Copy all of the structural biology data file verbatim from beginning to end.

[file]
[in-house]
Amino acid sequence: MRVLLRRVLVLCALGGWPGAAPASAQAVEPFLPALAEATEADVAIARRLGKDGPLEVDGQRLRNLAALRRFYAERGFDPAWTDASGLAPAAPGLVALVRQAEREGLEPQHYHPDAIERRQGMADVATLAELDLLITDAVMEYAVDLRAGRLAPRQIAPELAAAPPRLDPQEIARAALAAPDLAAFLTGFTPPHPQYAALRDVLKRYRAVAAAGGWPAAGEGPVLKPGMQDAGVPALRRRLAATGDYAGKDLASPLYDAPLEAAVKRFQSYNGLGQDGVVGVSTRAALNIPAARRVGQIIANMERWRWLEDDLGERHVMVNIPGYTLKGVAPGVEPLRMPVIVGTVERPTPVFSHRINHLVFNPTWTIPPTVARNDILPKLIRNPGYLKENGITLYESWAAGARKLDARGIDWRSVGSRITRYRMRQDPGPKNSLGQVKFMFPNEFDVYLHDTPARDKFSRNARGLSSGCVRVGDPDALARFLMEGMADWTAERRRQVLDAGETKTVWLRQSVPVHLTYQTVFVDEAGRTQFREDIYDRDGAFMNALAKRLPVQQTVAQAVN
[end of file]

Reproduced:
[in-house]
Amino acid sequence: MRVLLRRVLVLCALGGWPGAAPASAQAVEPFLPALAEATEADVAIARRLGKDGPLEVDGQRLRNLAALRRFYAERGFDPAWTDASGLAPAAPGLVALVRQAEREGLEPQHYHPDAIERRQGMADVATLAELDLLITDAVMEYAVDLRAGRLAPRQIAPELAAAPPRLDPQEIARAALAAPDLAAFLTGFTPPHPQYAALRDVLKRYRAVAAAGGWPAAGEGPVLKPGMQDAGVPALRRRLAATGDYAGKDLASPLYDAPLEAAVKRFQSYNGLGQDGVVGVSTRAALNIPAARRVGQIIANMERWRWLEDDLGERHVMVNIPGYTLKGVAPGVEPLRMPVIVGTVERPTPVFSHRINHLVFNPTWTIPPTVARNDILPKLIRNPGYLKENGITLYESWAAGARKLDARGIDWRSVGSRITRYRMRQDPGPKNSLGQVKFMFPNEFDVYLHDTPARDKFSRNARGLSSGCVRVGDPDALARFLMEGMADWTAERRRQVLDAGETKTVWLRQSVPVHLTYQTVFVDEAGRTQFREDIYDRDGAFMNALAKRLPVQQTVAQAVN